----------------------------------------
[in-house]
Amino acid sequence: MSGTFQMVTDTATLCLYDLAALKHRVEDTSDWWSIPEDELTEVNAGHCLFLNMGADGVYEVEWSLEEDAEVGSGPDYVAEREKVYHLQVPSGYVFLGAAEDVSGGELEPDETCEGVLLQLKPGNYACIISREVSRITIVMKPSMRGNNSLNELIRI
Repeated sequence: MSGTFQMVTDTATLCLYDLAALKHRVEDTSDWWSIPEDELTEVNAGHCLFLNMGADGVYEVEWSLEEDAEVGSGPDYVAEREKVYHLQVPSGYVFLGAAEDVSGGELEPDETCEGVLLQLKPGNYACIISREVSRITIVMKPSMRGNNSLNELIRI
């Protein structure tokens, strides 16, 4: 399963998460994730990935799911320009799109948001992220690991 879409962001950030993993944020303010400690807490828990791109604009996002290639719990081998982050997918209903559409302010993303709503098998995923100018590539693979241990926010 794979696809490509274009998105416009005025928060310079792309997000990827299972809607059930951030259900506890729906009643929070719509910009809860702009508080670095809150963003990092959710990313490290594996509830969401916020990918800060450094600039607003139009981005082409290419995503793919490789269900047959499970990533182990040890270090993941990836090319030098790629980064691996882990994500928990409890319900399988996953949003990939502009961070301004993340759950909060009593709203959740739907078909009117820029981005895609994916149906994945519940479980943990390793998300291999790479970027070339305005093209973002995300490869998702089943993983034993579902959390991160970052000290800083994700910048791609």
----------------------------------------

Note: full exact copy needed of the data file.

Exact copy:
[in-house]
Amino acid sequence: MSGTFQMVTDTATLCLYDLAALKHRVEDTSDWWSIPEDELTEVNAGHCLFLNMGADGVYEVEWSLEEDAEVGSGPDYVAEREKVYHLQVPSGYVFLGAAEDVSGGELEPDETCEGVLLQLKPGNYACIISREVSRITIVMKPSMRGNNSLNELIRI
Repeated sequence: MSGTFQMVTDTATLCLYDLAALKHRVEDTSDWWSIPEDELTEVNAGHCLFLNMGADGVYEVEWSLEEDAEVGSGPDYVAEREKVYHLQVPSGYVFLGAAEDVSGGELEPDETCEGVLLQLKPGNYACIISREVSRITIVMKPSMRGNNSLNELIRI
């Protein structure tokens, strides 16, 4: 399963998460994730990935799911320009799109948001992220690991 879409962001950030993993944020303010400690807490828990791109604009996002290639719990081998982050997918209903559409302010993303709503098998995923100018590539693979241990926010 794979696809490509274009998105416009005025928060310079792309997000990827299972809607059930951030259900506890729906009643929070719509910009809860702009508080670095809150963003990092959710990313490290594996509830969401916020990918800060450094600039607003139009981005082409290419995503793919490789269900047959499970990533182990040890270090993941990836090319030098790629980064691996882990994500928990409890319900399988996953949003990939502009961070301004993340759950909060009593709203959740739907078909009117820029981005895609994916149906994945519940479980943990390793998300291999790479970027070339305005093209973002995300490869998702089943993983034993579902959390991160970052000290800083994700910048791609």